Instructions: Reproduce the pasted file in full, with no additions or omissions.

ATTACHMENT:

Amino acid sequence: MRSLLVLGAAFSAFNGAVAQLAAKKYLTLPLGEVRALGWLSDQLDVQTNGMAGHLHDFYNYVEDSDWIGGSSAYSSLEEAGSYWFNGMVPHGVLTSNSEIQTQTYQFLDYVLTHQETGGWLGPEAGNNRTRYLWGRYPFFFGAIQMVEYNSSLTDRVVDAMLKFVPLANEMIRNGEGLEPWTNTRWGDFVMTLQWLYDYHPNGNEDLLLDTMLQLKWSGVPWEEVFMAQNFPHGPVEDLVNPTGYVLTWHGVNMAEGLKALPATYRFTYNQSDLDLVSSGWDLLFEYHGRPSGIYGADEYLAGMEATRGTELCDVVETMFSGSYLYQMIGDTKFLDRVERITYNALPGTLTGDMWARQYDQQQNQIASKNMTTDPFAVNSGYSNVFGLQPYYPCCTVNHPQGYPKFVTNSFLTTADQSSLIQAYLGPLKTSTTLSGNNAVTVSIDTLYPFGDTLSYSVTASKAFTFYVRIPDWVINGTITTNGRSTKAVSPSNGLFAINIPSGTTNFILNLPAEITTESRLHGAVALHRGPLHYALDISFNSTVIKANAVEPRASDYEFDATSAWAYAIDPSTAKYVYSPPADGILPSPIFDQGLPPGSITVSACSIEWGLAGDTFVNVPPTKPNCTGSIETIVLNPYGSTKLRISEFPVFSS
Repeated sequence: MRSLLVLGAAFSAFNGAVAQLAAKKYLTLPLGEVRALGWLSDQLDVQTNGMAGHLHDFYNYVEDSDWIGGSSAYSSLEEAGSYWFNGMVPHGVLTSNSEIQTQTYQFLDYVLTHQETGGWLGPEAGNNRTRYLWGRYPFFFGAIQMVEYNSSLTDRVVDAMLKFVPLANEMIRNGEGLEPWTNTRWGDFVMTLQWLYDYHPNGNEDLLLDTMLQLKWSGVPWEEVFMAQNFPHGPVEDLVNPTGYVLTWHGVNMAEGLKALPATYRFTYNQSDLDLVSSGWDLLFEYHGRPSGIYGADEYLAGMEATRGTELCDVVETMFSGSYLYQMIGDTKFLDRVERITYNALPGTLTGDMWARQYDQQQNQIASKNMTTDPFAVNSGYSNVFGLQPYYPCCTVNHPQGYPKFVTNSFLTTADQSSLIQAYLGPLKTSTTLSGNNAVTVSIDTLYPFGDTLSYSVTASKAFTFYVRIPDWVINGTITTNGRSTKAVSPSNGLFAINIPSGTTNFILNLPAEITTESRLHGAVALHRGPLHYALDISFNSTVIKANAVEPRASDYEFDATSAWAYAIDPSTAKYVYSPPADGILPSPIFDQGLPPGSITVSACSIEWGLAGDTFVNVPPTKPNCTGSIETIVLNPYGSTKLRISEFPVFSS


Amino acid sequence: MRSLLVLGAAFSAFNGAVAQLAAKKYLTLPLGEVRALGWLSDQLDVQTNGMAGHLHDFYNYVEDSDWIGGSSAYSSLEEAGSYWFNGMVPHGVLTSNSEIQTQTYQFLDYVLTHQETGGWLGPEAGNNRTRYLWGRYPFFFGAIQMVEYNSSLTDRVVDAMLKFVPLANEMIRNGEGLEPWTNTRWGDFVMTLQWLYDYHPNGNEDLLLDTMLQLKWSGVPWEEVFMAQNFPHGPVEDLVNPTGYVLTWHGVNMAEGLKALPATYRFTYNQSDLDLVSSGWDLLFEYHGRPSGIYGADEYLAGMEATRGTELCDVVETMFSGSYLYQMIGDTKFLDRVERITYNALPGTLTGDMWARQYDQQQNQIASKNMTTDPFAVNSGYSNVFGLQPYYPCCTVNHPQGYPKFVTNSFLTTADQSSLIQAYLGPLKTSTTLSGNNAVTVSIDTLYPFGDTLSYSVTASKAFTFYVRIPDWVINGTITTNGRSTKAVSPSNGLFAINIPSGTTNFILNLPAEITTESRLHGAVALHRGPLHYALDISFNSTVIKANAVEPRASDYEFDATSAWAYAIDPSTAKYVYSPPADGILPSPIFDQGLPPGSITVSACSIEWGLAGDTFVNVPPTKPNCTGSIETIVLNPYGSTKLRISEFPVFSS
Repeated sequence: MRSLLVLGAAFSAFNGAVAQLAAKKYLTLPLGEVRALGWLSDQLDVQTNGMAGHLHDFYNYVEDSDWIGGSSAYSSLEEAGSYWFNGMVPHGVLTSNSEIQTQTYQFLDYVLTHQETGGWLGPEAGNNRTRYLWGRYPFFFGAIQMVEYNSSLTDRVVDAMLKFVPLANEMIRNGEGLEPWTNTRWGDFVMTLQWLYDYHPNGNEDLLLDTMLQLKWSGVPWEEVFMAQNFPHGPVEDLVNPTGYVLTWHGVNMAEGLKALPATYRFTYNQSDLDLVSSGWDLLFEYHGRPSGIYGADEYLAGMEATRGTELCDVVETMFSGSYLYQMIGDTKFLDRVERITYNALPGTLTGDMWARQYDQQQNQIASKNMTTDPFAVNSGYSNVFGLQPYYPCCTVNHPQGYPKFVTNSFLTTADQSSLIQAYLGPLKTSTTLSGNNAVTVSIDTLYPFGDTLSYSVTASKAFTFYVRIPDWVINGTITTNGRSTKAVSPSNGLFAINIPSGTTNFILNLPAEITTESRLHGAVALHRGPLHYALDISFNSTVIKANAVEPRASDYEFDATSAWAYAIDPSTAKYVYSPPADGILPSPIFDQGLPPGSITVSACSIEWGLAGDTFVNVPPTKPNCTGSIETIVLNPYGSTKLRISEFPVFSS